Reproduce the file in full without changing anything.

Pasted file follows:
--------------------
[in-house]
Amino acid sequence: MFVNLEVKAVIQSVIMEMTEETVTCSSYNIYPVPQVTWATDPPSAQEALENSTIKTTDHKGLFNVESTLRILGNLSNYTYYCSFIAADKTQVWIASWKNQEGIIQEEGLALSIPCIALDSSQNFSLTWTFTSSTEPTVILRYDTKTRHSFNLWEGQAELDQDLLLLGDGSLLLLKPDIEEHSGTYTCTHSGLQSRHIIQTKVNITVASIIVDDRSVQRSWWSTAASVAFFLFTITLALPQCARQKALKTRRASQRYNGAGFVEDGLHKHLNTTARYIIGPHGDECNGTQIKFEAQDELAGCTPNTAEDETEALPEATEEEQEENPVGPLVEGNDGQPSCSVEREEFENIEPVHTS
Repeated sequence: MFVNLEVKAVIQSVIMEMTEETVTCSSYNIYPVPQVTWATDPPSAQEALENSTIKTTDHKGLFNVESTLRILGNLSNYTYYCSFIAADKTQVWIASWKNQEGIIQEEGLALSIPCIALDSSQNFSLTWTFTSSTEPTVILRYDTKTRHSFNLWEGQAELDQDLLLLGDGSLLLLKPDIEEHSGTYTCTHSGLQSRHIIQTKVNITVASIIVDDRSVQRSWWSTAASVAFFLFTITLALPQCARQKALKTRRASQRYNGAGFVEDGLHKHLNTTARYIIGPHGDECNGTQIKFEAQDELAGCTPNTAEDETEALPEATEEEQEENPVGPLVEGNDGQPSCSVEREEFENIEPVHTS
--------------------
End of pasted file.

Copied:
[in-house]
Amino acid sequence: MFVNLEVKAVIQSVIMEMTEETVTCSSYNIYPVPQVTWATDPPSAQEALENSTIKTTDHKGLFNVESTLRILGNLSNYTYYCSFIAADKTQVWIASWKNQEGIIQEEGLALSIPCIALDSSQNFSLTWTFTSSTEPTVILRYDTKTRHSFNLWEGQAELDQDLLLLGDGSLLLLKPDIEEHSGTYTCTHSGLQSRHIIQTKVNITVASIIVDDRSVQRSWWSTAASVAFFLFTITLALPQCARQKALKTRRASQRYNGAGFVEDGLHKHLNTTARYIIGPHGDECNGTQIKFEAQDELAGCTPNTAEDETEALPEATEEEQEENPVGPLVEGNDGQPSCSVEREEFENIEPVHTS
Repeated sequence: MFVNLEVKAVIQSVIMEMTEETVTCSSYNIYPVPQVTWATDPPSAQEALENSTIKTTDHKGLFNVESTLRILGNLSNYTYYCSFIAADKTQVWIASWKNQEGIIQEEGLALSIPCIALDSSQNFSLTWTFTSSTEPTVILRYDTKTRHSFNLWEGQAELDQDLLLLGDGSLLLLKPDIEEHSGTYTCTHSGLQSRHIIQTKVNITVASIIVDDRSVQRSWWSTAASVAFFLFTITLALPQCARQKALKTRRASQRYNGAGFVEDGLHKHLNTTARYIIGPHGDECNGTQIKFEAQDELAGCTPNTAEDETEALPEATEEEQEENPVGPLVEGNDGQPSCSVEREEFENIEPVHTS